Harnessing biomechanics to develop cartilage regeneration strategies.
- Author(s): Athanasiou, Kyriacos A;
- Responte, Donald J;
- Brown, Wendy E;
- Hu, Jerry C
- et al.
Published Web Locationhttps://doi.org/10.1115/1.4028825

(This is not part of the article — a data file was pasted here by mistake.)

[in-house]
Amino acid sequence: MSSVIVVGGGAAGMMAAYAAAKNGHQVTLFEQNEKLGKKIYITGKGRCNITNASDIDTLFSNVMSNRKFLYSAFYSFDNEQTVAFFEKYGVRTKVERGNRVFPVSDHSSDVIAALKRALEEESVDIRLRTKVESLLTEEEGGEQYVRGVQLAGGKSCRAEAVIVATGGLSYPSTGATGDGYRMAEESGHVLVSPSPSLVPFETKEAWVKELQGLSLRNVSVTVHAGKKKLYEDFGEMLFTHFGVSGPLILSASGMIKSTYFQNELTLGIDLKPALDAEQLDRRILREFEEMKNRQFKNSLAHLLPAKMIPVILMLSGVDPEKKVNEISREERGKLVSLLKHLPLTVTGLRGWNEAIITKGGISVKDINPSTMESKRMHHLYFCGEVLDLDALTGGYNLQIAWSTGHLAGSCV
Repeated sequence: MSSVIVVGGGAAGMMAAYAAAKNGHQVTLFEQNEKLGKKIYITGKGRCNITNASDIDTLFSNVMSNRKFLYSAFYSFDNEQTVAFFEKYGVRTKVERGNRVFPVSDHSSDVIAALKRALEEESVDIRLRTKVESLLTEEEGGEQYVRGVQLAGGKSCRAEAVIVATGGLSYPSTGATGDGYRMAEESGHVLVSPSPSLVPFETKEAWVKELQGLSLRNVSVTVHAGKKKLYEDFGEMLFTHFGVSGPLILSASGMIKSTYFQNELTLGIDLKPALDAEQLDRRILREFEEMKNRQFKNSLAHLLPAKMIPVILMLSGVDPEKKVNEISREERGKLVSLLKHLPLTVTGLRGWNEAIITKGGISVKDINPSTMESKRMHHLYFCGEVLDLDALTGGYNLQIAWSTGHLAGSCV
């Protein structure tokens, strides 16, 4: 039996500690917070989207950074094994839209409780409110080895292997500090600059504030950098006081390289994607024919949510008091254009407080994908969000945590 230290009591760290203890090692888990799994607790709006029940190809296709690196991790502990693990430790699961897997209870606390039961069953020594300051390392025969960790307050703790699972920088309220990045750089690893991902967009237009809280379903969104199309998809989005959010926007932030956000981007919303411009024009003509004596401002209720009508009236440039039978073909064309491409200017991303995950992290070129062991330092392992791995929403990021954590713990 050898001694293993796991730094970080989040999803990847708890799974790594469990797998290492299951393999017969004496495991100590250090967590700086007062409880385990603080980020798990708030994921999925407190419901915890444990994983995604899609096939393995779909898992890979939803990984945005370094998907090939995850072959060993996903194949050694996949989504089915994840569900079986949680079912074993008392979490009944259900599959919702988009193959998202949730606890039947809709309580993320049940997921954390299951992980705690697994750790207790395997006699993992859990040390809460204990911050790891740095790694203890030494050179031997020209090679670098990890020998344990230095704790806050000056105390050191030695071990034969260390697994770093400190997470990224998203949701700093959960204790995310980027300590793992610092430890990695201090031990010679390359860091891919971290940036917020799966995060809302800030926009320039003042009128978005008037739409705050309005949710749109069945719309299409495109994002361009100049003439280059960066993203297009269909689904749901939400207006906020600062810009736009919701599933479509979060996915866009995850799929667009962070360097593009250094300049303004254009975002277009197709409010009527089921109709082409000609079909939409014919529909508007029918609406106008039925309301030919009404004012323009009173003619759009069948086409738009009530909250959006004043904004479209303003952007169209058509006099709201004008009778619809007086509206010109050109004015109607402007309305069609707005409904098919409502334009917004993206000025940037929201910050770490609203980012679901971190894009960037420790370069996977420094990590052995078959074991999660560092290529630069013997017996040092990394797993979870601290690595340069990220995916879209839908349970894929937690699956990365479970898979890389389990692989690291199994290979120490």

As this review was prepared specifically for the American Society of Mechanical Engineers H.R. Lissner Medal, it primarily discusses work toward cartilage regeneration performed in Dr. Kyriacos A. Athanasiou's laboratory over the past 25 years. The prevalence and severity of degeneration of articular cartilage, a tissue whose main function is largely biomechanical, have motivated the development of cartilage tissue engineering approaches informed by biomechanics. This article provides a review of important steps toward regeneration of articular cartilage with suitable biomechanical properties. As a first step, biomechanical and biochemical characterization studies at the tissue level were used to provide design criteria for engineering neotissues. Extending this work to the single cell and subcellular levels has helped to develop biochemical and mechanical stimuli for tissue engineering studies. This strong mechanobiological foundation guided studies on regenerating hyaline articular cartilage, the knee meniscus, and temporomandibular joint (TMJ) fibrocartilage. Initial tissue engineering efforts centered on developing biodegradable scaffolds for cartilage regeneration. After many years of studying scaffold-based cartilage engineering, scaffoldless approaches were developed to address deficiencies of scaffold-based systems, resulting in the self-assembling process. This process was further improved by employing exogenous stimuli, such as hydrostatic pressure, growth factors, and matrix-modifying and catabolic agents, both singly and in synergistic combination to enhance neocartilage functional properties. Due to the high cell needs for tissue engineering and the limited supply of native articular chondrocytes, costochondral cells are emerging as a suitable cell source. Looking forward, additional cell sources are investigated to render these technologies more translatable. For example, dermis isolated adult stem (DIAS) cells show potential as a source of chondrogenic cells. The challenging problem of enhanced integration of engineered cartilage with native cartilage is approached with both familiar and novel methods, such as lysyl oxidase (LOX). These diverse tissue engineering strategies all aim to build upon thorough biomechanical characterizations to produce functional neotissue that ultimately will help combat the pressing problem of cartilage degeneration. As our prior research is reviewed, we look to establish new pathways to comprehensively and effectively address the complex problems of musculoskeletal cartilage regeneration.